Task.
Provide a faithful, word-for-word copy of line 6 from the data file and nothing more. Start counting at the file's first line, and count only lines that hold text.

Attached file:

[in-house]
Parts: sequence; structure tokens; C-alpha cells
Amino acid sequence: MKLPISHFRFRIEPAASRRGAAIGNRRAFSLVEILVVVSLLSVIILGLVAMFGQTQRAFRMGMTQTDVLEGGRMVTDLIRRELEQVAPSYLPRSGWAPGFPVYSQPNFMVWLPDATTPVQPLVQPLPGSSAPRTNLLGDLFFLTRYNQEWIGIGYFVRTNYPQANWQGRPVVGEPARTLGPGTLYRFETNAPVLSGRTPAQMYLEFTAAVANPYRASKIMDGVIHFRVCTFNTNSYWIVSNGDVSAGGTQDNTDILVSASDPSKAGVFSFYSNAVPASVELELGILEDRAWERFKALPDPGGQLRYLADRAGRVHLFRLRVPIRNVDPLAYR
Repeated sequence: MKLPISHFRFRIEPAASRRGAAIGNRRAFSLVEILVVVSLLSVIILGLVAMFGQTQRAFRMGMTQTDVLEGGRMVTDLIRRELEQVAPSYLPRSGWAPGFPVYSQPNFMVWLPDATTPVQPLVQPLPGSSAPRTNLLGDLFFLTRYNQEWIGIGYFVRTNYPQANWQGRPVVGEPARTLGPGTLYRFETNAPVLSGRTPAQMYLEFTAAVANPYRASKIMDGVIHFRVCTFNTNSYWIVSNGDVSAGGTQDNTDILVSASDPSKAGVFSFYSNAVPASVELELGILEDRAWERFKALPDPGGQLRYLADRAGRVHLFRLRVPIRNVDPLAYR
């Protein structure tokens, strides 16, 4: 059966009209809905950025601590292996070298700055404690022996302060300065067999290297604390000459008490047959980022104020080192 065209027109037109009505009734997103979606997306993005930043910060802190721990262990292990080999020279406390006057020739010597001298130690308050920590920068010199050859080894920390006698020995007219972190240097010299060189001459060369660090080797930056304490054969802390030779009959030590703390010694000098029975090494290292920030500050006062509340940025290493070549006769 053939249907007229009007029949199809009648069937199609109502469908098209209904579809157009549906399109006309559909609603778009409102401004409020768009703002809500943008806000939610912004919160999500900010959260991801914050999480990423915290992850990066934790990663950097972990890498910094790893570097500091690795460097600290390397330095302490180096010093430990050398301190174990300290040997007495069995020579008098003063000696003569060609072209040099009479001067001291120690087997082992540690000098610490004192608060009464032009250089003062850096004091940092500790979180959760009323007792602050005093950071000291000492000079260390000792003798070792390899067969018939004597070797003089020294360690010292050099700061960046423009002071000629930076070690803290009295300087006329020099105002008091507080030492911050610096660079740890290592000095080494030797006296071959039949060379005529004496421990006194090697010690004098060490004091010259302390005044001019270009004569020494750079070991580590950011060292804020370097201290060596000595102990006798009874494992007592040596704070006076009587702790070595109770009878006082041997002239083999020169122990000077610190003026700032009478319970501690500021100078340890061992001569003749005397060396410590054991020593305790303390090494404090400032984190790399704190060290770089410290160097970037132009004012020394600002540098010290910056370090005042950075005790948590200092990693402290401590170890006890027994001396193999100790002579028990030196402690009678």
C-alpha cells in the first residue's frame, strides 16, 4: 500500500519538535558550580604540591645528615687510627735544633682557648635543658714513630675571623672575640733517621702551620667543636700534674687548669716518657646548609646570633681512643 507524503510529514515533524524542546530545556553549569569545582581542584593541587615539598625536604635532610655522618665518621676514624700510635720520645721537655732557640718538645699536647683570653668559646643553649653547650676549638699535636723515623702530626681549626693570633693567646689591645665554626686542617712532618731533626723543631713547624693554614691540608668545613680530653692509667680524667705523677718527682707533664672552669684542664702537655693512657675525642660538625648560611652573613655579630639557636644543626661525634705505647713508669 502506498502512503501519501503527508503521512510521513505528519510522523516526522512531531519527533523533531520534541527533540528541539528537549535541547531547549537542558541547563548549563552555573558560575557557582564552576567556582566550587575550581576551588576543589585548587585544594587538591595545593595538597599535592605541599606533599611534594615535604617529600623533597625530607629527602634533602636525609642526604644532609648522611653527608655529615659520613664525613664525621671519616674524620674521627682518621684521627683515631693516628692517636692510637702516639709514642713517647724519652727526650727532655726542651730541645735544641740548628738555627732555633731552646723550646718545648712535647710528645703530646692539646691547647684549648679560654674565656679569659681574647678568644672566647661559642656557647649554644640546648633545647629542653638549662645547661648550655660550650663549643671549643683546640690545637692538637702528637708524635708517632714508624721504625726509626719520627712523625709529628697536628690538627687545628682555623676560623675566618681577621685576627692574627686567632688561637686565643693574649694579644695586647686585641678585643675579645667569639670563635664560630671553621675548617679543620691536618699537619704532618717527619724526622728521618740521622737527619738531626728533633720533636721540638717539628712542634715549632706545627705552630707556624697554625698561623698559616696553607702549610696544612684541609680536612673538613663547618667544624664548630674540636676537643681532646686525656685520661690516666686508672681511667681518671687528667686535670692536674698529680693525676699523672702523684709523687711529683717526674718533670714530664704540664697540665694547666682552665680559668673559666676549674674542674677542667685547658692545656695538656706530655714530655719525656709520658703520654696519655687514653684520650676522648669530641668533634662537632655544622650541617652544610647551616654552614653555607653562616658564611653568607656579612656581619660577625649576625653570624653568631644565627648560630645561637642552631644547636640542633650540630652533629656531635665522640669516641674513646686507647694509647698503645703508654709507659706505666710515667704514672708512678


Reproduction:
C-alpha cells in the first residue's frame, strides 16, 4: 500500500519538535558550580604540591645528615687510627735544633682557648635543658714513630675571623672575640733517621702551620667543636700534674687548669716518657646548609646570633681512643 507524503510529514515533524524542546530545556553549569569545582581542584593541587615539598625536604635532610655522618665518621676514624700510635720520645721537655732557640718538645699536647683570653668559646643553649653547650676549638699535636723515623702530626681549626693570633693567646689591645665554626686542617712532618731533626723543631713547624693554614691540608668545613680530653692509667680524667705523677718527682707533664672552669684542664702537655693512657675525642660538625648560611652573613655579630639557636644543626661525634705505647713508669 502506498502512503501519501503527508503521512510521513505528519510522523516526522512531531519527533523533531520534541527533540528541539528537549535541547531547549537542558541547563548549563552555573558560575557557582564552576567556582566550587575550581576551588576543589585548587585544594587538591595545593595538597599535592605541599606533599611534594615535604617529600623533597625530607629527602634533602636525609642526604644532609648522611653527608655529615659520613664525613664525621671519616674524620674521627682518621684521627683515631693516628692517636692510637702516639709514642713517647724519652727526650727532655726542651730541645735544641740548628738555627732555633731552646723550646718545648712535647710528645703530646692539646691547647684549648679560654674565656679569659681574647678568644672566647661559642656557647649554644640546648633545647629542653638549662645547661648550655660550650663549643671549643683546640690545637692538637702528637708524635708517632714508624721504625726509626719520627712523625709529628697536628690538627687545628682555623676560623675566618681577621685576627692574627686567632688561637686565643693574649694579644695586647686585641678585643675579645667569639670563635664560630671553621675548617679543620691536618699537619704532618717527619724526622728521618740521622737527619738531626728533633720533636721540638717539628712542634715549632706545627705552630707556624697554625698561623698559616696553607702549610696544612684541609680536612673538613663547618667544624664548630674540636676537643681532646686525656685520661690516666686508672681511667681518671687528667686535670692536674698529680693525676699523672702523684709523687711529683717526674718533670714530664704540664697540665694547666682552665680559668673559666676549674674542674677542667685547658692545656695538656706530655714530655719525656709520658703520654696519655687514653684520650676522648669530641668533634662537632655544622650541617652544610647551616654552614653555607653562616658564611653568607656579612656581619660577625649576625653570624653568631644565627648560630645561637642552631644547636640542633650540630652533629656531635665522640669516641674513646686507647694509647698503645703508654709507659706505666710515667704514672708512678